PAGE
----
February 1962 | Volume 13, Issue 2
Though war with Japan was expected momentarily, and four carriers of the Imperial Navy were ominously unaccounted for, no one thought to protect our most important Pacific base from surprise attack. Why?
Precisely at 7:55 A.M. on Sunday, December 7,1941, a devastating Japanese aerial attack struck the island of Oahu, Territory of Hawaii. When it was over, the battleships of our Pacific Fleet, moored by pairs in their Pearl Harbor base, had received a mortal blow. Our army air strength in Hawaii—the Japanese found its planes ranged neatly wing to wing on airfield ramps—was a tangled mass of smoking wreckage.
The worst disaster in the military annals of the United States had ushered us into World War II. As in most wars, the political and diplomatic background was so complex and confused as to defy definitive analysis—though this has not prevented historians and others from making the attempt. But as to the disaster itself, the military record is clear.
A well-planned and brilliantly executed surprise attack by Japanese carrier-based aircraft was launched against the major American bastion in the Pacific. The United States government, its senior military leaders, and its commanders in Hawaii had had sufficient information to be adequately warned that an attack was possible, and had had time to be prepared to thwart or to blunt the blow. The information was largely ignored; the preparations were utterly inadequate.
Someone had blundered. Who? And how?
At the moment of the attack four professional military men filled posts of vital importance. In Washington, General George C. Marshall, Chief of Staff, was responsible for the entire United States Army and all of its installations. In a nearby office sat his Navy counterpart, Admiral Harold R. Stark, Chief of Naval Operations. On the Hawaiian island of Oahu, Lieutenant General Walter C. Short commanded the Hawaiian Department, the Army’s most vital overseas outpost. Commanding the United States Pacific Fleet was Rear Admiral Husband E. Kimmel; his headquarters was also on Oahu, overlooking the great Navy base at Pearl Harbor.
Marshall, product of the Virginia Military Institute, had a well-deserved reputation for brilliant staff work under Pershing in France in World War I. Later he had taken a prominent part in developing the Army’s Infantry School at Fort Benning, Georgia. Short, a graduate of the University of Illinois, had entered the Army from civilian life in 1901. Early in 1941 he had been chosen by Marshall to command the Hawaiian Department.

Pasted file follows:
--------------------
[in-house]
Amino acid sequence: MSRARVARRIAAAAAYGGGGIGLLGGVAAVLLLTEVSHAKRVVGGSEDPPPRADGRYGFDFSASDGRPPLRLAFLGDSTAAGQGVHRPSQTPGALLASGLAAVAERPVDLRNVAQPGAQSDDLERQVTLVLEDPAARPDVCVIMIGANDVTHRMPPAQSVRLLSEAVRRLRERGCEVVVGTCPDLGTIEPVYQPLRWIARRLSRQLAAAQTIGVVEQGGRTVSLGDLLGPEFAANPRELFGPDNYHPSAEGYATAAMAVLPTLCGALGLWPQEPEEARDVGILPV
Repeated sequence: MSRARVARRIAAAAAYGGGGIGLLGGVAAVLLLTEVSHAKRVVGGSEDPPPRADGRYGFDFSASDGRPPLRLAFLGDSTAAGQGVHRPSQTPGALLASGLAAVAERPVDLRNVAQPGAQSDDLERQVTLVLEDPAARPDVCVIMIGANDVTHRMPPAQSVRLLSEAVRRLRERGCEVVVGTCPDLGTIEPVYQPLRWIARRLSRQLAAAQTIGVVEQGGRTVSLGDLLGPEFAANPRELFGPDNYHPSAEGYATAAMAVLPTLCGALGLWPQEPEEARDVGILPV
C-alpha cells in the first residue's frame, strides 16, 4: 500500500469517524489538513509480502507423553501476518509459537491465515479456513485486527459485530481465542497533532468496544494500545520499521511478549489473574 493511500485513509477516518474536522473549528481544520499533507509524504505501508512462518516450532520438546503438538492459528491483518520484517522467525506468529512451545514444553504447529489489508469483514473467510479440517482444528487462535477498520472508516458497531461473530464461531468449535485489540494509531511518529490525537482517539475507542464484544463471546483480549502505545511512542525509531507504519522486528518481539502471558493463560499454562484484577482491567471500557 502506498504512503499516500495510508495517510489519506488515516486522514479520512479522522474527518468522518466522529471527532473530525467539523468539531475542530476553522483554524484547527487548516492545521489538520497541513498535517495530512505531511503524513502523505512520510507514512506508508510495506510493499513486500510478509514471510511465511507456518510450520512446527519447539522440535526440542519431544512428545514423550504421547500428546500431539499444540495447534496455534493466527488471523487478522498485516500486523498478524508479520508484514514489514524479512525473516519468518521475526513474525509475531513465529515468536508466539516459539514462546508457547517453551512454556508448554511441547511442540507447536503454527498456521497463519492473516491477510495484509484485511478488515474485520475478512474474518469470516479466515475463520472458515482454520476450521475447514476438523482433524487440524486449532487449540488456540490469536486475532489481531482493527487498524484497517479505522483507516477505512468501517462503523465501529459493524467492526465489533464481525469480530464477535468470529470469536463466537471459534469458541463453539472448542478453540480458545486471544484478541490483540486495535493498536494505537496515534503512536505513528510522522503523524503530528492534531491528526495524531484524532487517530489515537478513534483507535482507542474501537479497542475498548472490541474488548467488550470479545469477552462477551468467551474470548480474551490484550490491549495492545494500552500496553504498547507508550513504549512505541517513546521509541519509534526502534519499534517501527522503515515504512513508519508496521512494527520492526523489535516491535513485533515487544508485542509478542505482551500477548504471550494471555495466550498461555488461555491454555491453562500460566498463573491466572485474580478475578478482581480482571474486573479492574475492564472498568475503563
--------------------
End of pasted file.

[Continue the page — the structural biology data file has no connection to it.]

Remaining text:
Both Stark and Kimmel had graduated from the United States Naval Academy at Annapolis—Stark in 1903, Kimmel a year later. Both had risen to their high positions in the Navy following exemplary command and staff service at sea and on shore. Close personal friends, both were highly respected by their naval colleagues.
The thinking and attitudes of these four men were shaped by two decades of unanimous opinion among American soldiers and sailors that someday Japan would clash with the United States in a struggle for predominance in the vast Pacific Ocean. All accepted without question the basic elements of U.S. doctrine for the defense of the Pacific in such a war.
The doctrine was that the United States Navy—and in particular its Pacific Fleet—was the essential element to American success in a Pacific war. Immobilization or destruction of that fleet would be the greatest damage Japan could inflict on the United States. Upon the Army lay the responsibility for furthering the offensive powers of the fleet by protecting its great Pearl Harbor base; by safeguarding the Panama Canal, the Navy’s life line from the Atlantic to the Pacific; and by defending the advanced Philippine delaying position, which in military opinion was likely to be Japan’s initial target.
Since 1939 the top military authorities of the nation, including President Franklin D. Roosevelt, had understood the almost inexorable logic of events that pointed to our eventual involvement either in the conflict which Hitler had begun in Europe or that in Asia between Japan and China—or both. And under Roosevelt’s skillful guidance the nation, albeit grudgingly, was very slowly building up its military strength.
As 1941 rolled along, it became apparent, even to the man in the street, that the most pressing danger lay in the Far East. Our diplomatic relations with Japan were worsening; by November they appeared to be almost at the breaking point. The long-continued diplomatic bickering between the two nations on a variety of subjects had resulted in the arrival in Washington of a special envoy, Saburo Kurusu, who—with Ambassador Kichisaburo Nomura—had on November 20 presented the State Department with a document that was practically an ultimatum.
Japan would acquiesce to our government’s demands that she withdraw from Indochina only upon “establishment of an equitable peace in the Pacific area” and, further, upon “supply to Japan [by the U.S. of] a required quantity of oil.”
In 1940, our cipher experts had cracked the Japanese secret codes—a cryptoanalytical procedure known in the War Department as “Magic.” Hence our government knew that the envoys had received instructions to press for American acceptance of this “final proposal” by November 25. The ambassadors had been warned that for reasons “beyond your ability to guess” this was essential, but that if the “signing can be completed by the 29th” the Imperial Japanese government would wait. “After that things are automatically going to happen.”
It was also known through Magic radio intercepts that a large proportion of Japanese military strength—land, sea, and air—was concentrating in the Indochina and South China Sea areas. No evidence of aircraft carriers had been found, however, either in those areas or in the Japanese mandated islands. Intelligence agencies, monitoring Japanese radio traffic, considered it probable that the carriers were still in their home waters, but they were not certain.